Erslev, E.A., and Ward, D.J., 1994, Element and volume flux in coalesced slaty cleavage: Journal of Structural Geology v. 16, p. 531-554.
Erslev, E.A., and Rogers, J.L., 1993, Basement-cover geometry of Laramide fault-propagation folds, in Schmidt, C.J., Chase, R., and Erslev, E.A., (eds.), Laramide basement deformation in the Rocky Mountain foreland of the western United States: G.S.A. Special Paper 280, p. 125-146.
Erslev, E.A., 1993, Thrusts, back-thrusts, and detachment of Laramide foreland arches, in Schmidt, C.J., Chase, R., and Erslev, E.A., (eds.), Laramide basement deformation in the Rocky Mountain foreland of the western United States: G.S.A. Special Paper 280, p. 339-358.
Erslev, E.A., 1991, Trishear fault-propagation folding: Geology, v. 19, p. 617-620.
Erslev, E.A., and Sutter, J., 1990, Evidence for Proterozoic mylonitization in the northwestern Wyoming Province: G.S.A. Bulletin, v. 102, p. 1681-1694.
Erslev, E.A., and Ge, H., 1990, Quantitative fabric analysis: Least-squares center-to-center and mean object ellipse fabric analysis: Journal of Structural Geology, v. 12, p. 1047-1059.
Erslev, E.A., 1986, Basement balancing of Rocky Mountain foreland uplifts: Geology, v. 14, p. 259-262, reprinted in Foster and Beaumont (eds.), 1989, Structural Concepts and Techniques II, AAPG Treatise of Petroleum Geology Reprint Series No. 10, p. 145-148.
GEOL4060 - Rocky Mountain Field Trip – co-leader of 2008, 2009 trips
GEOL???? – Advanced Structural Geology – to be taught Spring 2010
GEOL5211 - Seminar in Structural Geology and Tectonics - co-taught with B. Carrapa
Thoughtful application of scientific approaches has been the cornerstone of my teaching and research. I consider myself a diagnostic, “multiple working hypothesis” scientist and seek to instill an active scientific consciousness in my students. This perspective has allowed us to contribute to numerous debates in structural geology and tectonics by integrating observations from multiple perspectives.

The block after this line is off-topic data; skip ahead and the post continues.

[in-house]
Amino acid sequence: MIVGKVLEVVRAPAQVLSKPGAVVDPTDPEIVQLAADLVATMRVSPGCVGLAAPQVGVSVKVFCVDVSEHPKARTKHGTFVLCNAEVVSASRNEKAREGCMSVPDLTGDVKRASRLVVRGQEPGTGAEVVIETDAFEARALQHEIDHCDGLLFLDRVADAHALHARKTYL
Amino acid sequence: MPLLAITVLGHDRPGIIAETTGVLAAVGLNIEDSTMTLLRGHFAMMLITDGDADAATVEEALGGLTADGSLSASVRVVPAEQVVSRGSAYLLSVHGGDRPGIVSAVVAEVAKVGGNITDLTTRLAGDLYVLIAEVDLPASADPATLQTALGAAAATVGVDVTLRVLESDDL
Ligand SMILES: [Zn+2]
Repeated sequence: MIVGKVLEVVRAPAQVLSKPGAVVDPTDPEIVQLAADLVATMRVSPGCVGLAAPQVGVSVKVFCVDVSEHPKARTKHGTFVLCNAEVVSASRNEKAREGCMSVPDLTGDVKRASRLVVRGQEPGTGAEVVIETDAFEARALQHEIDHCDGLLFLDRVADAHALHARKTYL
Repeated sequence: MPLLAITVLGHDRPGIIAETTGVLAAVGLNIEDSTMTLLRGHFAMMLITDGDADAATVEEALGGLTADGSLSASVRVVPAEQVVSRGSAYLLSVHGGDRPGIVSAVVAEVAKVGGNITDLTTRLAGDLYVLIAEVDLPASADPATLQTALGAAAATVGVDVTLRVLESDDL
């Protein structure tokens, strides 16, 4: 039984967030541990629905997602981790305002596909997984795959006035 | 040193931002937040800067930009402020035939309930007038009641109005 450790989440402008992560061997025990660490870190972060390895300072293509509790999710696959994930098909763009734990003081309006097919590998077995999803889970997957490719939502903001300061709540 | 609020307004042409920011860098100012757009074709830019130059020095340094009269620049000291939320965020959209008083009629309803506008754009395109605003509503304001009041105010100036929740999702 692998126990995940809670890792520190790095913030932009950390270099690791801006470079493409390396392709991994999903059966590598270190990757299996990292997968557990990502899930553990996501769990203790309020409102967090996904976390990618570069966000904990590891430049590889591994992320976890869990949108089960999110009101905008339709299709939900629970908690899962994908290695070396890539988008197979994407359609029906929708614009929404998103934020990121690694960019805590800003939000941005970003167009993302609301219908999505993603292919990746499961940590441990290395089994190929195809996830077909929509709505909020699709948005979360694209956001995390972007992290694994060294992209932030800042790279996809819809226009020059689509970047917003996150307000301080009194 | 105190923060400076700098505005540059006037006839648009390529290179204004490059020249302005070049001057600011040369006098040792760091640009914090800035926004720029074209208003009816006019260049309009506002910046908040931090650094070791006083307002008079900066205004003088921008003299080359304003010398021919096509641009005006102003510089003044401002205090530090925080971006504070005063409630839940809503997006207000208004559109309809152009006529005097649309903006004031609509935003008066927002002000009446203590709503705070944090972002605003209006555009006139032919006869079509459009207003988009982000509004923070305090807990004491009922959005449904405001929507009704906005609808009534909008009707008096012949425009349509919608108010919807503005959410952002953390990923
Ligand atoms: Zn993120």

I spent 26 years teaching structural geology and tectonics at Colorado State University in a full time faculty position. My CSU students and I enjoyed integrating input from multiple disciplines, including structural, geophysical and geochemical data, and at diverse scales, from micro-scale mineral equilibria, geochronology and strain analysis to regional scale fold modeling and tectonics. Field studies have been the basis for much of our research as the real world has provided us with our best inspirations. Our largely field-generated hypotheses are typically tested by subsurface data, geochemical data, and 3D kinematic restorations.
Recent collaborative research projects funded by petroleum industry sponsors have created a very productive synergism of academic theory and industry data. An early retirement from CSU and an adjunct position at the University of Wyoming have allowed me to maintain my academic graduate and research programs while allowing more interaction with petroleum and other geologic industries. The already strong critical mass of structural and tectonic expertise at the University of Wyoming will allow me to continue my graduate program and strengthen my bridge between academia and industry.